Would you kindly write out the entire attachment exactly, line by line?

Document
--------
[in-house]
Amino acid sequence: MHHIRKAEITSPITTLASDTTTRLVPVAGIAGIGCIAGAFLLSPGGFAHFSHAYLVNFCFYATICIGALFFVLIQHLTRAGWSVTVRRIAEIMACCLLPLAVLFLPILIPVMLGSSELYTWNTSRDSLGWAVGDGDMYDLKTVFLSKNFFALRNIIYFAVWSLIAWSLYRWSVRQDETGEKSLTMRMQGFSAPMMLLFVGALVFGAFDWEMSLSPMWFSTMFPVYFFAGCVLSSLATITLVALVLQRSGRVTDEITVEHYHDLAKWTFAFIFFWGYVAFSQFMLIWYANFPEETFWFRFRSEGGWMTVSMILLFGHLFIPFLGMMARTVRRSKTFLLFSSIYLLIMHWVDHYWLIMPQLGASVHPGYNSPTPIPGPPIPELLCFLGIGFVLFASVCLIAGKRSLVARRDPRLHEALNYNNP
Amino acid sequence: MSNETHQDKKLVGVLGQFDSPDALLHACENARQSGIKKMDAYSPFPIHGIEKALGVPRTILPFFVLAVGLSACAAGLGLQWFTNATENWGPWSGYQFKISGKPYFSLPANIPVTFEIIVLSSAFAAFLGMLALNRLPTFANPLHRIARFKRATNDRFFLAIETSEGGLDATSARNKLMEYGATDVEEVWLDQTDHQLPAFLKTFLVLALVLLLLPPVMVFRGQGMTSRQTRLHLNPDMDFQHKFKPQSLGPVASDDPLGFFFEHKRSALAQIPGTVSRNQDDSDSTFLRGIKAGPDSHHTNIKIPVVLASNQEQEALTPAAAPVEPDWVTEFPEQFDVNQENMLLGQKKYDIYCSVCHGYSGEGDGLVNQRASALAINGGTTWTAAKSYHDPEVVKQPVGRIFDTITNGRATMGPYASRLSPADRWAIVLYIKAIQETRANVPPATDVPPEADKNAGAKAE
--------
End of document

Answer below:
[in-house]
Amino acid sequence: MHHIRKAEITSPITTLASDTTTRLVPVAGIAGIGCIAGAFLLSPGGFAHFSHAYLVNFCFYATICIGALFFVLIQHLTRAGWSVTVRRIAEIMACCLLPLAVLFLPILIPVMLGSSELYTWNTSRDSLGWAVGDGDMYDLKTVFLSKNFFALRNIIYFAVWSLIAWSLYRWSVRQDETGEKSLTMRMQGFSAPMMLLFVGALVFGAFDWEMSLSPMWFSTMFPVYFFAGCVLSSLATITLVALVLQRSGRVTDEITVEHYHDLAKWTFAFIFFWGYVAFSQFMLIWYANFPEETFWFRFRSEGGWMTVSMILLFGHLFIPFLGMMARTVRRSKTFLLFSSIYLLIMHWVDHYWLIMPQLGASVHPGYNSPTPIPGPPIPELLCFLGIGFVLFASVCLIAGKRSLVARRDPRLHEALNYNNP
Amino acid sequence: MSNETHQDKKLVGVLGQFDSPDALLHACENARQSGIKKMDAYSPFPIHGIEKALGVPRTILPFFVLAVGLSACAAGLGLQWFTNATENWGPWSGYQFKISGKPYFSLPANIPVTFEIIVLSSAFAAFLGMLALNRLPTFANPLHRIARFKRATNDRFFLAIETSEGGLDATSARNKLMEYGATDVEEVWLDQTDHQLPAFLKTFLVLALVLLLLPPVMVFRGQGMTSRQTRLHLNPDMDFQHKFKPQSLGPVASDDPLGFFFEHKRSALAQIPGTVSRNQDDSDSTFLRGIKAGPDSHHTNIKIPVVLASNQEQEALTPAAAPVEPDWVTEFPEQFDVNQENMLLGQKKYDIYCSVCHGYSGEGDGLVNQRASALAINGGTTWTAAKSYHDPEVVKQPVGRIFDTITNGRATMGPYASRLSPADRWAIVLYIKAIQETRANVPPATDVPPEADKNAGAKAE